Monday, April 28, 2014

Nationalization in Disguise

Elderly people started forming long queues in front of the British bank Northern Rock to salvage their savings from the fifth largest lender in the fourth biggest economy of the world. It was a classical run on a bank which ended up in nationalization of Northern Rock.

The developed world funnelled thousands of billions of dollars to salvage its dwindling economies during the global financial crisis. It is still continuing the same policy in the name of quantitative easing. However, it wants developing countries like Pakistan to opt for privatization using the IMF and the World Bank as a cover.

The then shadow chancellor George Osborne said that the conservatives would oppose plans to nationalize Northern Rock. "After months of dither and delay we have ended up with this catastrophic decision," said Mr Osborne. "We now have the situation where the government will be making decisions on whether or not to foreclose on people's loans in a falling housing market," he added.  The conservatives decided to follow footsteps of their former leader Margaret Thatcher.

British entrepreneur Richard Branson who led a consortium to save beleaguered Northern Rock from bankruptcy also criticised the government's decision. He said, “We believe nationalization is not the right answer and that a commercial solution would have been the best way forward.”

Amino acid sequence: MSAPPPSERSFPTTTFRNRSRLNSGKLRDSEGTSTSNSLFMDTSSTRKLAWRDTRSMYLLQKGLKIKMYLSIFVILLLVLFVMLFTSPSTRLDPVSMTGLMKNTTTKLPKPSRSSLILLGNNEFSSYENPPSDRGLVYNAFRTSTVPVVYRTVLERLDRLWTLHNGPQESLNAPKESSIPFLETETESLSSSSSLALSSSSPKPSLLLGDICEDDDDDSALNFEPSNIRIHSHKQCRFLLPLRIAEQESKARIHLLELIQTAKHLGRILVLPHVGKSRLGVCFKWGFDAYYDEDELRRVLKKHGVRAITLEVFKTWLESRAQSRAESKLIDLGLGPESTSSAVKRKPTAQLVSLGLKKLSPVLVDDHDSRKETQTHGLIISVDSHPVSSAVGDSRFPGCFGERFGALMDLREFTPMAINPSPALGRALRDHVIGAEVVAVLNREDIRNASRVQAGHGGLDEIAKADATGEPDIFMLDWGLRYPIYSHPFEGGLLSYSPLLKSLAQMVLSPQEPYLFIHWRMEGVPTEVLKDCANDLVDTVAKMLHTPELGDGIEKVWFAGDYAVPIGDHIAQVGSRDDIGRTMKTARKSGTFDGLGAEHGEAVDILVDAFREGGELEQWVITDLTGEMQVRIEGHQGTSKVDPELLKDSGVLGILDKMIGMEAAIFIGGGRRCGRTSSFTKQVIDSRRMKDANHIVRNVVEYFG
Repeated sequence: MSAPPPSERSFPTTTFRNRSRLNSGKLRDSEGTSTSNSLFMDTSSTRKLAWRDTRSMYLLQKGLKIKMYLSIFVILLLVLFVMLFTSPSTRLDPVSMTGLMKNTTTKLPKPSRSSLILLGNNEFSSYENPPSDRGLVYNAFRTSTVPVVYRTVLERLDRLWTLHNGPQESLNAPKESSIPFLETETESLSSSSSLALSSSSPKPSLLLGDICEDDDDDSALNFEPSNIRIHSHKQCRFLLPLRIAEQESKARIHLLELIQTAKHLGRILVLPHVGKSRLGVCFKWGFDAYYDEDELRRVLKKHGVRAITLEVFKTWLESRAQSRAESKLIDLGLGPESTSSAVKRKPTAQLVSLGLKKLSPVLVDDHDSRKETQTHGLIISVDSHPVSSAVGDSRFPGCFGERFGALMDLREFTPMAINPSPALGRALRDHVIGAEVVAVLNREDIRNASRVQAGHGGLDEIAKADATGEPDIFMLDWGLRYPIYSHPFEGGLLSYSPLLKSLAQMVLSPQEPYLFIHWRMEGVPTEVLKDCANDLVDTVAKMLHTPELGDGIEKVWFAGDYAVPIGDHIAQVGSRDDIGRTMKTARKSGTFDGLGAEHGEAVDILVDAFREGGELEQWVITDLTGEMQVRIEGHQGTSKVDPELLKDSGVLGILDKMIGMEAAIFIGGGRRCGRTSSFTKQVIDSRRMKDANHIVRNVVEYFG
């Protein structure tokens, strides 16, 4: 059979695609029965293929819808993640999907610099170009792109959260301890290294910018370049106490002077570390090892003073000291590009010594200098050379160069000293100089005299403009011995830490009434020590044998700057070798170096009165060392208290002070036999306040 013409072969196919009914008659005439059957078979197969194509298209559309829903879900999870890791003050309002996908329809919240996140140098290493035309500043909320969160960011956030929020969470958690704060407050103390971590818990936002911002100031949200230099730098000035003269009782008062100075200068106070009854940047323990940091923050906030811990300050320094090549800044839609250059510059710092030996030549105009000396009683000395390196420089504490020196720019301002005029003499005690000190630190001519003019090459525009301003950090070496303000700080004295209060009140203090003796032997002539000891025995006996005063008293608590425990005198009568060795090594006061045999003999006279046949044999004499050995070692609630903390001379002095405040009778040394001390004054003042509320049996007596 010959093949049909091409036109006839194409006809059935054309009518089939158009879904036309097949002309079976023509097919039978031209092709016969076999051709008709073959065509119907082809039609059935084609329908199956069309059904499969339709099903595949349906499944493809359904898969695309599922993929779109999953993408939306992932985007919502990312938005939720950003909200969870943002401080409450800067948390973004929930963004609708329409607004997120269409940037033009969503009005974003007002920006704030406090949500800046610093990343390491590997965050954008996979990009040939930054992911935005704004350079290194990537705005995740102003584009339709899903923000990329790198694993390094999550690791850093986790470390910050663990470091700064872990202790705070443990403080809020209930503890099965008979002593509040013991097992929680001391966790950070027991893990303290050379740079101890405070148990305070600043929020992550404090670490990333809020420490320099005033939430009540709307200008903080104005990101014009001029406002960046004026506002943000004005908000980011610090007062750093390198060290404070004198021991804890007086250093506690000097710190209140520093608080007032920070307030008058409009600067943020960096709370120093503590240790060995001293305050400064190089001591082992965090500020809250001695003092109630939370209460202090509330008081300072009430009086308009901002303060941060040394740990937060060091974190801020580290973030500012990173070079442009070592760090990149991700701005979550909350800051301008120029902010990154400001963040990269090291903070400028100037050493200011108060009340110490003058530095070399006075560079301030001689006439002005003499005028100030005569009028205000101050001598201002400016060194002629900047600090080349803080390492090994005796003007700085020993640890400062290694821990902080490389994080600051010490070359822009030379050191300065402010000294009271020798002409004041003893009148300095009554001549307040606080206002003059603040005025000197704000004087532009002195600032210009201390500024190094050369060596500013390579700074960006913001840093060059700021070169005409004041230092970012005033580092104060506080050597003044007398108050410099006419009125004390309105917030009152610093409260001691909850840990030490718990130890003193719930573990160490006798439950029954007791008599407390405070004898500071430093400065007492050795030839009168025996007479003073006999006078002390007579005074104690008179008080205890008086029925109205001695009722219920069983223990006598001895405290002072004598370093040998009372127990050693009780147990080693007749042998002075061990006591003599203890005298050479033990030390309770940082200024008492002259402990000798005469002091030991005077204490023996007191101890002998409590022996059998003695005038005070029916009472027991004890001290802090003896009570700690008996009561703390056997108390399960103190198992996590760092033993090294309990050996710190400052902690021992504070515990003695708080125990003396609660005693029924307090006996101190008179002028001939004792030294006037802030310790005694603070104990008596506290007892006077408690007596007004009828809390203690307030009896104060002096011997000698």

American airlines and automobile companies also faced same fate like banks in Europe and USA. They also queued for bailout packages from their governments. In fact bailout plan in USA was nationalization in disguise. The American establishment called it bailout plan to avoid being branded the proponent of nationalization. Thousands of billions of dollars from public purse were handed over to Wall Street.

Actions of the private sector and governments made the job of central banks harder. The job of the central bank is not only to smoothen the boom bust cycles and keep the dragon of inflation under control but also to create employment. This is why during the global financial crisis the central banks around the world opted for the Keynesian model. The main argument behind this policy was to keep the unemployment levels down.

US President Barack Obama followed this policy after winning the election. Obama in his first post-vote news conference said, “my priority is going to be, how do we grow the economy? How do we create more jobs?” Any assistance should "help the auto industry adjust, weather the financial crisis, and succeed in producing fuel-efficient cars here in the United States of America.” Obama also defended his auto bailout by saying that “We refused to let Detroit go bankrupt” during his bid for second term.

Emirates Airline became one of the most successful airlines of the world while American airlines and automobile companies from private sector were queuing for bailout packages to avoid bankruptcy. Emirates Airline is wholly owned by the government of Dubai. Successful operations of Emirates Airline have blunted the argument that public sector is inherently inefficient. This is the case with state owned Chinese enterprises as well.